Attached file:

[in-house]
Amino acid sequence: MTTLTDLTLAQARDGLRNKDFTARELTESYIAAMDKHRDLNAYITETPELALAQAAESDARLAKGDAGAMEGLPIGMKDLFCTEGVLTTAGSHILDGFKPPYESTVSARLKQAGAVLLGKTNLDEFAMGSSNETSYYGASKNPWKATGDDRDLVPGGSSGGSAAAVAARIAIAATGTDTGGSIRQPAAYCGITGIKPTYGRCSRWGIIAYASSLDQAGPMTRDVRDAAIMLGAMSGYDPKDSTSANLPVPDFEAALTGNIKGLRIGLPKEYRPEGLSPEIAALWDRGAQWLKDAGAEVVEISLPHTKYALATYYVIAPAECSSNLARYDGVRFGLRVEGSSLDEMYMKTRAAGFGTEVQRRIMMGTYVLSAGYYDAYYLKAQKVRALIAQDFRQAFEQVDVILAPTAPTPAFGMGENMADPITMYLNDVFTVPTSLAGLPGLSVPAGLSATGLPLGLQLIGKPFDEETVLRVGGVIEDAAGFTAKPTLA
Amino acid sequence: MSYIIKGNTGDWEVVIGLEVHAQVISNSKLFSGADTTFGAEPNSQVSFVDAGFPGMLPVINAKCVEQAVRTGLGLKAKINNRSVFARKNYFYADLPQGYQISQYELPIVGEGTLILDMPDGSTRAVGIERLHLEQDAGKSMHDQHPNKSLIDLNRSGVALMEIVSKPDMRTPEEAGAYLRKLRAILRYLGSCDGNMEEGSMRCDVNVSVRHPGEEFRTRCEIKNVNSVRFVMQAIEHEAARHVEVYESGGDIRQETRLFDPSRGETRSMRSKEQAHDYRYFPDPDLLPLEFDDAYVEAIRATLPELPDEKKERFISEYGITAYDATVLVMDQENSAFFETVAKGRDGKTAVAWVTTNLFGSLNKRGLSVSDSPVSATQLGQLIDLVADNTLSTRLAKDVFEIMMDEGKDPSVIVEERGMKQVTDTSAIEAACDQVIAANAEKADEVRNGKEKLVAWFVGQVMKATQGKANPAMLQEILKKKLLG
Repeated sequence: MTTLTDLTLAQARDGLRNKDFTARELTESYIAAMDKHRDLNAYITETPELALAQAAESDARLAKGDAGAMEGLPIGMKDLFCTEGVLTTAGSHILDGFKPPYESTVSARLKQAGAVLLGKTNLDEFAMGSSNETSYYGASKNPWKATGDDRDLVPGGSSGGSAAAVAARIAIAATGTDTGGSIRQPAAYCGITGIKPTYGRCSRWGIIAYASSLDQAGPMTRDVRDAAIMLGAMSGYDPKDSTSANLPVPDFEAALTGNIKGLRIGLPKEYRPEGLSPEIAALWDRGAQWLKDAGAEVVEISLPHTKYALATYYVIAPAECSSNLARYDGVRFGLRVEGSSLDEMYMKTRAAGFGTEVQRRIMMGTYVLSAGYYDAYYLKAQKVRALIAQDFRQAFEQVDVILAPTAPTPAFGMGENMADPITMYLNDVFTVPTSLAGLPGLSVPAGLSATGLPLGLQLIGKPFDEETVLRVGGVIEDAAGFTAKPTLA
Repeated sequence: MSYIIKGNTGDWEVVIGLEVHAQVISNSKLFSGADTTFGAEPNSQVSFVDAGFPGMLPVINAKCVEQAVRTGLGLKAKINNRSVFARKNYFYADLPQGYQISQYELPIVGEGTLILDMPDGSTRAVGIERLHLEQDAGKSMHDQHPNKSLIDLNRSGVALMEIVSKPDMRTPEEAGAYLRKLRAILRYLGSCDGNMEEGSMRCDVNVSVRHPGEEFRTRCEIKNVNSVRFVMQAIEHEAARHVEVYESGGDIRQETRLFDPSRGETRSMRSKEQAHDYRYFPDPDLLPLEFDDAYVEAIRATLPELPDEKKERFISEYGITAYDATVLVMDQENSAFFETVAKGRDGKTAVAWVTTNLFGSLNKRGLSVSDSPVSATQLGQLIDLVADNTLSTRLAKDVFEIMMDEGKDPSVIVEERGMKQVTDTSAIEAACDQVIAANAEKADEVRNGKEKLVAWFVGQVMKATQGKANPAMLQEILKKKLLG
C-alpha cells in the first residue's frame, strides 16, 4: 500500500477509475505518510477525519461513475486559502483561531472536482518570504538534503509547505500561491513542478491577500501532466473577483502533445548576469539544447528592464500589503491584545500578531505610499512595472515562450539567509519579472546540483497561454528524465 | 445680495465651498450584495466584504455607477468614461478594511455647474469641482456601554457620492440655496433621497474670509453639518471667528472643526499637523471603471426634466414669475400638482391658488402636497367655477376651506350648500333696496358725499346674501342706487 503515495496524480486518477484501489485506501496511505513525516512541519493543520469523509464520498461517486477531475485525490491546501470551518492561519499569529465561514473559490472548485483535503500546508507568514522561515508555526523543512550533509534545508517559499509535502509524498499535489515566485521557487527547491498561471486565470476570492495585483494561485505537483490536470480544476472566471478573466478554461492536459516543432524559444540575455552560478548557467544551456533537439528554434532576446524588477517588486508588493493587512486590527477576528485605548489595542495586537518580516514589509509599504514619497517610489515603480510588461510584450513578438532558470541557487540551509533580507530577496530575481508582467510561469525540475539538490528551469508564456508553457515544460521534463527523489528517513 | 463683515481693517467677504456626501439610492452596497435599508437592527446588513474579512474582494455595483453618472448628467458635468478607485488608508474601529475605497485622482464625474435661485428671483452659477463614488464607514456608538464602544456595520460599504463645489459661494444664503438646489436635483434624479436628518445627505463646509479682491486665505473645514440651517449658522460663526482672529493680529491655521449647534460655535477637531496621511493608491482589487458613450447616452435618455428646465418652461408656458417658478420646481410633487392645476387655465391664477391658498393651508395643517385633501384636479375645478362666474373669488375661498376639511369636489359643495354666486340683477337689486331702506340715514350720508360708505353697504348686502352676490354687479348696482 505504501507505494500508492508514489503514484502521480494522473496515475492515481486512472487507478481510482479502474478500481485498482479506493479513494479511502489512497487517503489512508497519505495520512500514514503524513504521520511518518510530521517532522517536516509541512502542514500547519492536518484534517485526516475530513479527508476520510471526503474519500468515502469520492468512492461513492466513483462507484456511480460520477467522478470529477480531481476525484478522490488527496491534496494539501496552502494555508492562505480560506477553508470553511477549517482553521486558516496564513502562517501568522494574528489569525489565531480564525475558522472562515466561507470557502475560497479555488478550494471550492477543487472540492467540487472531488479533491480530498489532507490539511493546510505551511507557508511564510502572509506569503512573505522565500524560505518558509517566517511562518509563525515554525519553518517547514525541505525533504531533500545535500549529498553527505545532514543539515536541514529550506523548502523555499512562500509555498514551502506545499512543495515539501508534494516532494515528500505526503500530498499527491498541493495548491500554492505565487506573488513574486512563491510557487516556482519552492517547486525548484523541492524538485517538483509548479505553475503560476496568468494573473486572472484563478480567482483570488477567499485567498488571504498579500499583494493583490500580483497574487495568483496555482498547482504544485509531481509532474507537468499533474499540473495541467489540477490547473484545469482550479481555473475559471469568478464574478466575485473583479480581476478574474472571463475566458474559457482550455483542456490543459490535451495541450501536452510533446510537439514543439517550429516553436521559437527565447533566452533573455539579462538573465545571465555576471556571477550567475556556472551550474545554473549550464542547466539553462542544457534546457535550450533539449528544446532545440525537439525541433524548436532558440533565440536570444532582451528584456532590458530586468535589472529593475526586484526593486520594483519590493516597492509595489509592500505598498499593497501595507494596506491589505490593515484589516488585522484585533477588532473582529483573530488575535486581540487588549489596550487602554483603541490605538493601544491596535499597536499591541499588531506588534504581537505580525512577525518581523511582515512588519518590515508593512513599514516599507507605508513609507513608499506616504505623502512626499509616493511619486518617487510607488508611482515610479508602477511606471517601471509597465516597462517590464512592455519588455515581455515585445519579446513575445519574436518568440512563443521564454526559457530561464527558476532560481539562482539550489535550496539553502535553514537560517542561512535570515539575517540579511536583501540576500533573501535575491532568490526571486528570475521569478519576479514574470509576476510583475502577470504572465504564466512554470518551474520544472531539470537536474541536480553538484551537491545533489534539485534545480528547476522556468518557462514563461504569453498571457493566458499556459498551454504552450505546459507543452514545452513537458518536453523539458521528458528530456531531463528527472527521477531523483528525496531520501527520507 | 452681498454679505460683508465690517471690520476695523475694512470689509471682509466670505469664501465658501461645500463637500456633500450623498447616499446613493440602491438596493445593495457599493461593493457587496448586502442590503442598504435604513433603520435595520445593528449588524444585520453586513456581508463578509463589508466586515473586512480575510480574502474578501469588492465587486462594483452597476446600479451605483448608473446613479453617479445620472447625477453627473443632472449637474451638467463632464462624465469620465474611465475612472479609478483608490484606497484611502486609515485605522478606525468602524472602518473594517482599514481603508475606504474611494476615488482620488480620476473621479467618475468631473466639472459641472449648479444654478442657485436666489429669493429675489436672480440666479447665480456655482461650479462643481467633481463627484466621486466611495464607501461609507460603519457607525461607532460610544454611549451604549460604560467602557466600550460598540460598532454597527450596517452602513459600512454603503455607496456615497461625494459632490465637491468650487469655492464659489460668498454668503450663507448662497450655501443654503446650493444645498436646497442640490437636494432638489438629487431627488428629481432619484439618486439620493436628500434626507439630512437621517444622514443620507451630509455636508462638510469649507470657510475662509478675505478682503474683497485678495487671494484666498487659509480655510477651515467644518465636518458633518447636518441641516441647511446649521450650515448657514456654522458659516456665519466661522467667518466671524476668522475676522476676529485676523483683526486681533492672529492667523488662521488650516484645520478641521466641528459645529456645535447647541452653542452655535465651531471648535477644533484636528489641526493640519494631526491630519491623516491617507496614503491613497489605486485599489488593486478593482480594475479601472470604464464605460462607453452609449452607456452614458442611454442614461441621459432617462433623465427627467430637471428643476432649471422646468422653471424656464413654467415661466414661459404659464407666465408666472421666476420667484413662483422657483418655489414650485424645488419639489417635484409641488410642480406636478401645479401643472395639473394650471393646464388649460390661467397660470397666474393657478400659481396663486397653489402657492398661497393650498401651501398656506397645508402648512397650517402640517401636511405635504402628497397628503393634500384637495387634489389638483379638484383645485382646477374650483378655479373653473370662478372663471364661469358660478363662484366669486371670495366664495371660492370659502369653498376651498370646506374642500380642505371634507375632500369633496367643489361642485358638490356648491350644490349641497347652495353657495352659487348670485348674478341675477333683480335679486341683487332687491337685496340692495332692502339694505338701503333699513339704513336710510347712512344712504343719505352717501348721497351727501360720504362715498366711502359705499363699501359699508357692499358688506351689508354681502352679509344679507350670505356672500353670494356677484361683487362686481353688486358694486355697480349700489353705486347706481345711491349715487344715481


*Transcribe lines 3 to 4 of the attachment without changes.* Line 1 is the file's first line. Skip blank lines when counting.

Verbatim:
Amino acid sequence: MSYIIKGNTGDWEVVIGLEVHAQVISNSKLFSGADTTFGAEPNSQVSFVDAGFPGMLPVINAKCVEQAVRTGLGLKAKINNRSVFARKNYFYADLPQGYQISQYELPIVGEGTLILDMPDGSTRAVGIERLHLEQDAGKSMHDQHPNKSLIDLNRSGVALMEIVSKPDMRTPEEAGAYLRKLRAILRYLGSCDGNMEEGSMRCDVNVSVRHPGEEFRTRCEIKNVNSVRFVMQAIEHEAARHVEVYESGGDIRQETRLFDPSRGETRSMRSKEQAHDYRYFPDPDLLPLEFDDAYVEAIRATLPELPDEKKERFISEYGITAYDATVLVMDQENSAFFETVAKGRDGKTAVAWVTTNLFGSLNKRGLSVSDSPVSATQLGQLIDLVADNTLSTRLAKDVFEIMMDEGKDPSVIVEERGMKQVTDTSAIEAACDQVIAANAEKADEVRNGKEKLVAWFVGQVMKATQGKANPAMLQEILKKKLLG
Repeated sequence: MTTLTDLTLAQARDGLRNKDFTARELTESYIAAMDKHRDLNAYITETPELALAQAAESDARLAKGDAGAMEGLPIGMKDLFCTEGVLTTAGSHILDGFKPPYESTVSARLKQAGAVLLGKTNLDEFAMGSSNETSYYGASKNPWKATGDDRDLVPGGSSGGSAAAVAARIAIAATGTDTGGSIRQPAAYCGITGIKPTYGRCSRWGIIAYASSLDQAGPMTRDVRDAAIMLGAMSGYDPKDSTSANLPVPDFEAALTGNIKGLRIGLPKEYRPEGLSPEIAALWDRGAQWLKDAGAEVVEISLPHTKYALATYYVIAPAECSSNLARYDGVRFGLRVEGSSLDEMYMKTRAAGFGTEVQRRIMMGTYVLSAGYYDAYYLKAQKVRALIAQDFRQAFEQVDVILAPTAPTPAFGMGENMADPITMYLNDVFTVPTSLAGLPGLSVPAGLSATGLPLGLQLIGKPFDEETVLRVGGVIEDAAGFTAKPTLA